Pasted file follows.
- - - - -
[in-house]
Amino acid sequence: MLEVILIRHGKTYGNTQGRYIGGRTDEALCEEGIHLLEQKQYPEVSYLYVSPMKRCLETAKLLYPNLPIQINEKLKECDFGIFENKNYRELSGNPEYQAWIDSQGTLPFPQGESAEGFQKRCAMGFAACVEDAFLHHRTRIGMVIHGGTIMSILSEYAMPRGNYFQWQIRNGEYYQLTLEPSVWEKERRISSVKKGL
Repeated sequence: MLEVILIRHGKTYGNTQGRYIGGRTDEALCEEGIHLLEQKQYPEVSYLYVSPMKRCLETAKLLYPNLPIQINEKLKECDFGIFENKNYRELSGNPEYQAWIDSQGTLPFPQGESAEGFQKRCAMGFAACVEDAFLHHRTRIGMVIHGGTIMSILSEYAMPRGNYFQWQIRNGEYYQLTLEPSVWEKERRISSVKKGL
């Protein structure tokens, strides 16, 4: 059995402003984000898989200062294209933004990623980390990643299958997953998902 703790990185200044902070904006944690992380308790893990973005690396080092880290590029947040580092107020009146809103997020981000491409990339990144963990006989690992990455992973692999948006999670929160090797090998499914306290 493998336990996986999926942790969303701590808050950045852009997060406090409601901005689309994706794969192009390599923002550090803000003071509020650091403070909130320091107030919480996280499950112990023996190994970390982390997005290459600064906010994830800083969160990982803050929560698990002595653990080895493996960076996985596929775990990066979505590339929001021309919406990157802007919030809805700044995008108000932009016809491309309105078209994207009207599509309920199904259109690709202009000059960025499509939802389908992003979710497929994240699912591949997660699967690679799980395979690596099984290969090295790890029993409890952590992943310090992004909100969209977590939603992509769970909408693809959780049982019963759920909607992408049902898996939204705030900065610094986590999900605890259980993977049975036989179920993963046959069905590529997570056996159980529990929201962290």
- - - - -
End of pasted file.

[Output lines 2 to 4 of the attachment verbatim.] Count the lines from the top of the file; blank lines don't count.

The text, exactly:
Amino acid sequence: MLEVILIRHGKTYGNTQGRYIGGRTDEALCEEGIHLLEQKQYPEVSYLYVSPMKRCLETAKLLYPNLPIQINEKLKECDFGIFENKNYRELSGNPEYQAWIDSQGTLPFPQGESAEGFQKRCAMGFAACVEDAFLHHRTRIGMVIHGGTIMSILSEYAMPRGNYFQWQIRNGEYYQLTLEPSVWEKERRISSVKKGL
Repeated sequence: MLEVILIRHGKTYGNTQGRYIGGRTDEALCEEGIHLLEQKQYPEVSYLYVSPMKRCLETAKLLYPNLPIQINEKLKECDFGIFENKNYRELSGNPEYQAWIDSQGTLPFPQGESAEGFQKRCAMGFAACVEDAFLHHRTRIGMVIHGGTIMSILSEYAMPRGNYFQWQIRNGEYYQLTLEPSVWEKERRISSVKKGL
């Protein structure tokens, strides 16, 4: 059995402003984000898989200062294209933004990623980390990643299958997953998902 703790990185200044902070904006944690992380308790893990973005690396080092880290590029947040580092107020009146809103997020981000491409990339990144963990006989690992990455992973692999948006999670929160090797090998499914306290 493998336990996986999926942790969303701590808050950045852009997060406090409601901005689309994706794969192009390599923002550090803000003071509020650091403070909130320091107030919480996280499950112990023996190994970390982390997005290459600064906010994830800083969160990982803050929560698990002595653990080895493996960076996985596929775990990066979505590339929001021309919406990157802007919030809805700044995008108000932009016809491309309105078209994207009207599509309920199904259109690709202009000059960025499509939802389908992003979710497929994240699912591949997660699967690679799980395979690596099984290969090295790890029993409890952590992943310090992004909100969209977590939603992509769970909408693809959780049982019963759920909607992408049902898996939204705030900065610094986590999900605890259980993977049975036989179920993963046959069905590529997570056996159980529990929201962290």